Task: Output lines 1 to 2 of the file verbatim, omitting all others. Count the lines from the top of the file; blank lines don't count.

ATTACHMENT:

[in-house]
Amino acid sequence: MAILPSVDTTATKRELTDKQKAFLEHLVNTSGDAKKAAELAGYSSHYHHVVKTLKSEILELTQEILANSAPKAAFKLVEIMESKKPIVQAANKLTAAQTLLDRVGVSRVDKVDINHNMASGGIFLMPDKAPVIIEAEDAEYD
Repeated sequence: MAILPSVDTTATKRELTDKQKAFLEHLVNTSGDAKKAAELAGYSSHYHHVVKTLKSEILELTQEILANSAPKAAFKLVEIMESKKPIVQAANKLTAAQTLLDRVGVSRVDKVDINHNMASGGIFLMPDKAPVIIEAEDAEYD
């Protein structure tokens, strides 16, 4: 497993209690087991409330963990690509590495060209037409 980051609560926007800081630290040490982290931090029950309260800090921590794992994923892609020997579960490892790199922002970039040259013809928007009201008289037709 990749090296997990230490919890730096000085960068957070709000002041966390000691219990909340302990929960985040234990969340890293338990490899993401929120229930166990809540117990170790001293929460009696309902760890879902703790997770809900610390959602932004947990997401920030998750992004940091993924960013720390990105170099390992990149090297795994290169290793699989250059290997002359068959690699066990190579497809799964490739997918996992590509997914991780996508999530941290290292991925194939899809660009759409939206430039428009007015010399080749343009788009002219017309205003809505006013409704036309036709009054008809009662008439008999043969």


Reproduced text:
[in-house]
Amino acid sequence: MAILPSVDTTATKRELTDKQKAFLEHLVNTSGDAKKAAELAGYSSHYHHVVKTLKSEILELTQEILANSAPKAAFKLVEIMESKKPIVQAANKLTAAQTLLDRVGVSRVDKVDINHNMASGGIFLMPDKAPVIIEAEDAEYD